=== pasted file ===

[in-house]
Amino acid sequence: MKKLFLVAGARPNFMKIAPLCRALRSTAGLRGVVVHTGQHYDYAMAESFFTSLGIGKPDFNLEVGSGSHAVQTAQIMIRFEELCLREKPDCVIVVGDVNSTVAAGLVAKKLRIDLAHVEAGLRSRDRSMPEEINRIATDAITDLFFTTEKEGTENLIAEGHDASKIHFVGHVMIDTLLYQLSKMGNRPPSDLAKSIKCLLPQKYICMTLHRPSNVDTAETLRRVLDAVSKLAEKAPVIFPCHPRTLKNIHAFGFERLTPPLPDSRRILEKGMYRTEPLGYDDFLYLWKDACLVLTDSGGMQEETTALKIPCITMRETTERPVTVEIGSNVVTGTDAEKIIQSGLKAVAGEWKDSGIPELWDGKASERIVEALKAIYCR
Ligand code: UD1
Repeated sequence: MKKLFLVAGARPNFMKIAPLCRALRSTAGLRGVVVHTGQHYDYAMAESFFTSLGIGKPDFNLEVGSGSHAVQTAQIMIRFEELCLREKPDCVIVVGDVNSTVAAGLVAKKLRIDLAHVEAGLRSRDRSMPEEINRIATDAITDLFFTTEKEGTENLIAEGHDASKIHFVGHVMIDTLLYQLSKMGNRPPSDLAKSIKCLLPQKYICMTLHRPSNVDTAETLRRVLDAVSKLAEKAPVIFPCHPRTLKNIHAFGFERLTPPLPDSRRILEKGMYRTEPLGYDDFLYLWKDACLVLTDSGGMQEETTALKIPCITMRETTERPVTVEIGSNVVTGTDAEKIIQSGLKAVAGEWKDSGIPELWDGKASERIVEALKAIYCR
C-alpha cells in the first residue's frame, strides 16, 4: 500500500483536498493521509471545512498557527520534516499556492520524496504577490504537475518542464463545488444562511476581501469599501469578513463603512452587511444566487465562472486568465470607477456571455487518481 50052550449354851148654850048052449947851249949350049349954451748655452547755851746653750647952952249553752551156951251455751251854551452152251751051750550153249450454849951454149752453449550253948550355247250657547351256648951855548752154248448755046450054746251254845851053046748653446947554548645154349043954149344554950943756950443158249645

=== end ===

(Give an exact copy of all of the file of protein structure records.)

[in-house]
Amino acid sequence: MKKLFLVAGARPNFMKIAPLCRALRSTAGLRGVVVHTGQHYDYAMAESFFTSLGIGKPDFNLEVGSGSHAVQTAQIMIRFEELCLREKPDCVIVVGDVNSTVAAGLVAKKLRIDLAHVEAGLRSRDRSMPEEINRIATDAITDLFFTTEKEGTENLIAEGHDASKIHFVGHVMIDTLLYQLSKMGNRPPSDLAKSIKCLLPQKYICMTLHRPSNVDTAETLRRVLDAVSKLAEKAPVIFPCHPRTLKNIHAFGFERLTPPLPDSRRILEKGMYRTEPLGYDDFLYLWKDACLVLTDSGGMQEETTALKIPCITMRETTERPVTVEIGSNVVTGTDAEKIIQSGLKAVAGEWKDSGIPELWDGKASERIVEALKAIYCR
Ligand code: UD1
Repeated sequence: MKKLFLVAGARPNFMKIAPLCRALRSTAGLRGVVVHTGQHYDYAMAESFFTSLGIGKPDFNLEVGSGSHAVQTAQIMIRFEELCLREKPDCVIVVGDVNSTVAAGLVAKKLRIDLAHVEAGLRSRDRSMPEEINRIATDAITDLFFTTEKEGTENLIAEGHDASKIHFVGHVMIDTLLYQLSKMGNRPPSDLAKSIKCLLPQKYICMTLHRPSNVDTAETLRRVLDAVSKLAEKAPVIFPCHPRTLKNIHAFGFERLTPPLPDSRRILEKGMYRTEPLGYDDFLYLWKDACLVLTDSGGMQEETTALKIPCITMRETTERPVTVEIGSNVVTGTDAEKIIQSGLKAVAGEWKDSGIPELWDGKASERIVEALKAIYCR
C-alpha cells in the first residue's frame, strides 16, 4: 500500500483536498493521509471545512498557527520534516499556492520524496504577490504537475518542464463545488444562511476581501469599501469578513463603512452587511444566487465562472486568465470607477456571455487518481 50052550449354851148654850048052449947851249949350049349954451748655452547755851746653750647952952249553752551156951251455751251854551452152251751051750550153249450454849951454149752453449550253948550355247250657547351256648951855548752154248448755046450054746251254845851053046748653446947554548645154349043954149344554950943756950443158249645